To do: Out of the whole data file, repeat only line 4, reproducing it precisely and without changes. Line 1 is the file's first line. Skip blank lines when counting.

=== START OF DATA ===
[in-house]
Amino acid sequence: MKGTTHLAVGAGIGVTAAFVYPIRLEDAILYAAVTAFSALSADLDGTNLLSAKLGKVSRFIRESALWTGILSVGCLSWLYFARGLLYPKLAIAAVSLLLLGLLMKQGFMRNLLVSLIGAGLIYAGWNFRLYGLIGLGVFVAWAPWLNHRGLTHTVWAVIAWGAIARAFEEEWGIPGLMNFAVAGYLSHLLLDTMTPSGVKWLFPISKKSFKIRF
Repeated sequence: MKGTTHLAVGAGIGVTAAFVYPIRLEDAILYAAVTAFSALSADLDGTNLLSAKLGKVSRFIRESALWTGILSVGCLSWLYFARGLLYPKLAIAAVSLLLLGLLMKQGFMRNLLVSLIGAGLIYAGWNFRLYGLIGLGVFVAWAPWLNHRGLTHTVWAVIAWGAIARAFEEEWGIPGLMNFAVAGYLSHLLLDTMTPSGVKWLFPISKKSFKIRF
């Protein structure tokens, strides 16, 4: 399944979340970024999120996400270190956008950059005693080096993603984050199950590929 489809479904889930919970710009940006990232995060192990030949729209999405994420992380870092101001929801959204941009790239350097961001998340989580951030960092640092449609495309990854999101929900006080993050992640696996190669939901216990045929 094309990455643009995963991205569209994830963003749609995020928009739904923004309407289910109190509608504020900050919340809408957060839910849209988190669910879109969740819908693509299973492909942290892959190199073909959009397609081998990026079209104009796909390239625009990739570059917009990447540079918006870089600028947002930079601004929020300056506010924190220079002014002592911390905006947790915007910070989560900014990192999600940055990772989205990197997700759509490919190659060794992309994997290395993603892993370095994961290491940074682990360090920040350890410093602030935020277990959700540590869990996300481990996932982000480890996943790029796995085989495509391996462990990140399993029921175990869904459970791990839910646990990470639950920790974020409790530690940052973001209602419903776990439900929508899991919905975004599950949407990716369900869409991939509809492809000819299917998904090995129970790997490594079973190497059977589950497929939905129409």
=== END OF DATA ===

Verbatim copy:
């Protein structure tokens, strides 16, 4: 399944979340970024999120996400270190956008950059005693080096993603984050199950590929 489809479904889930919970710009940006990232995060192990030949729209999405994420992380870092101001929801959204941009790239350097961001998340989580951030960092640092449609495309990854999101929900006080993050992640696996190669939901216990045929 094309990455643009995963991205569209994830963003749609995020928009739904923004309407289910109190509608504020900050919340809408957060839910849209988190669910879109969740819908693509299973492909942290892959190199073909959009397609081998990026079209104009796909390239625009990739570059917009990447540079918006870089600028947002930079601004929020300056506010924190220079002014002592911390905006947790915007910070989560900014990192999600940055990772989205990197997700759509490919190659060794992309994997290395993603892993370095994961290491940074682990360090920040350890410093602030935020277990959700540590869990996300481990996932982000480890996943790029796995085989495509391996462990990140399993029921175990869904459970791990839910646990990470639950920790974020409790530690940052973001209602419903776990439900929508899991919905975004599950949407990716369900869409991939509809492809000819299917998904090995129970790997490594079973190497059977589950497929939905129409």